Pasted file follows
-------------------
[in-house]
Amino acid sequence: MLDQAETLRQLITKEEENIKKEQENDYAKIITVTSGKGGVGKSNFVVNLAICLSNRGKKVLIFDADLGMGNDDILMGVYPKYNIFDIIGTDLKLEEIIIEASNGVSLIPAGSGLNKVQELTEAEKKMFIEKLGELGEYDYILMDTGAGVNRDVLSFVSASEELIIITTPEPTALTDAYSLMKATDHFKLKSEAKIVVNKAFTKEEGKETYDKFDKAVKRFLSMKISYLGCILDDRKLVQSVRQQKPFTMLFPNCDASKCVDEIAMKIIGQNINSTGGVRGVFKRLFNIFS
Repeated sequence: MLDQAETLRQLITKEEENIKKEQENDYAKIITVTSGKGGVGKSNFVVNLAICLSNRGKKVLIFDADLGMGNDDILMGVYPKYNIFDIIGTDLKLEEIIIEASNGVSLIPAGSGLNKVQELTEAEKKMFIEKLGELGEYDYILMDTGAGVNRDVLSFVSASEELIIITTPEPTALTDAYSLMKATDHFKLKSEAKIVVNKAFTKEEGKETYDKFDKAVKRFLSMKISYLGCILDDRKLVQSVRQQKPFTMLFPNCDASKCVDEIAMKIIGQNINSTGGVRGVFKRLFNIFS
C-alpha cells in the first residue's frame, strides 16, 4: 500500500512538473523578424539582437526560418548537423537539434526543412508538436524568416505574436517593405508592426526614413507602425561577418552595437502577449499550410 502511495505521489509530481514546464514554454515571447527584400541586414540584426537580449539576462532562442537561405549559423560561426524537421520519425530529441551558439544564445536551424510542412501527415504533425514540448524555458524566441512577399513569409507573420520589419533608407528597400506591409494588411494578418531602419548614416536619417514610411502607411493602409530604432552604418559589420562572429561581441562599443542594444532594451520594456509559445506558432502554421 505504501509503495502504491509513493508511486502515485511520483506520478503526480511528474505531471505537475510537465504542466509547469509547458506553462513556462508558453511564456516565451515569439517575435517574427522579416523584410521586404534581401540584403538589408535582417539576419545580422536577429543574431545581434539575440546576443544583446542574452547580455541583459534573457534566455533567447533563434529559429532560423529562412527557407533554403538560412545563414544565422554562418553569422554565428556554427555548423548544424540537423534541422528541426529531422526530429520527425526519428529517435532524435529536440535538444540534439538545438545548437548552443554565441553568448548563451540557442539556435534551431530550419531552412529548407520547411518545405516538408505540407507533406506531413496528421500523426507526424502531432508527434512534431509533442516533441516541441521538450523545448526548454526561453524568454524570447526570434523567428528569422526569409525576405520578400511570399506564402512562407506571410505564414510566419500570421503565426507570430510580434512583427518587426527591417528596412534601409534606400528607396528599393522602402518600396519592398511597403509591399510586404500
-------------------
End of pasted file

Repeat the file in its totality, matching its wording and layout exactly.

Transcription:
[in-house]
Amino acid sequence: MLDQAETLRQLITKEEENIKKEQENDYAKIITVTSGKGGVGKSNFVVNLAICLSNRGKKVLIFDADLGMGNDDILMGVYPKYNIFDIIGTDLKLEEIIIEASNGVSLIPAGSGLNKVQELTEAEKKMFIEKLGELGEYDYILMDTGAGVNRDVLSFVSASEELIIITTPEPTALTDAYSLMKATDHFKLKSEAKIVVNKAFTKEEGKETYDKFDKAVKRFLSMKISYLGCILDDRKLVQSVRQQKPFTMLFPNCDASKCVDEIAMKIIGQNINSTGGVRGVFKRLFNIFS
Repeated sequence: MLDQAETLRQLITKEEENIKKEQENDYAKIITVTSGKGGVGKSNFVVNLAICLSNRGKKVLIFDADLGMGNDDILMGVYPKYNIFDIIGTDLKLEEIIIEASNGVSLIPAGSGLNKVQELTEAEKKMFIEKLGELGEYDYILMDTGAGVNRDVLSFVSASEELIIITTPEPTALTDAYSLMKATDHFKLKSEAKIVVNKAFTKEEGKETYDKFDKAVKRFLSMKISYLGCILDDRKLVQSVRQQKPFTMLFPNCDASKCVDEIAMKIIGQNINSTGGVRGVFKRLFNIFS
C-alpha cells in the first residue's frame, strides 16, 4: 500500500512538473523578424539582437526560418548537423537539434526543412508538436524568416505574436517593405508592426526614413507602425561577418552595437502577449499550410 502511495505521489509530481514546464514554454515571447527584400541586414540584426537580449539576462532562442537561405549559423560561426524537421520519425530529441551558439544564445536551424510542412501527415504533425514540448524555458524566441512577399513569409507573420520589419533608407528597400506591409494588411494578418531602419548614416536619417514610411502607411493602409530604432552604418559589420562572429561581441562599443542594444532594451520594456509559445506558432502554421 505504501509503495502504491509513493508511486502515485511520483506520478503526480511528474505531471505537475510537465504542466509547469509547458506553462513556462508558453511564456516565451515569439517575435517574427522579416523584410521586404534581401540584403538589408535582417539576419545580422536577429543574431545581434539575440546576443544583446542574452547580455541583459534573457534566455533567447533563434529559429532560423529562412527557407533554403538560412545563414544565422554562418553569422554565428556554427555548423548544424540537423534541422528541426529531422526530429520527425526519428529517435532524435529536440535538444540534439538545438545548437548552443554565441553568448548563451540557442539556435534551431530550419531552412529548407520547411518545405516538408505540407507533406506531413496528421500523426507526424502531432508527434512534431509533442516533441516541441521538450523545448526548454526561453524568454524570447526570434523567428528569422526569409525576405520578400511570399506564402512562407506571410505564414510566419500570421503565426507570430510580434512583427518587426527591417528596412534601409534606400528607396528599393522602402518600396519592398511597403509591399510586404500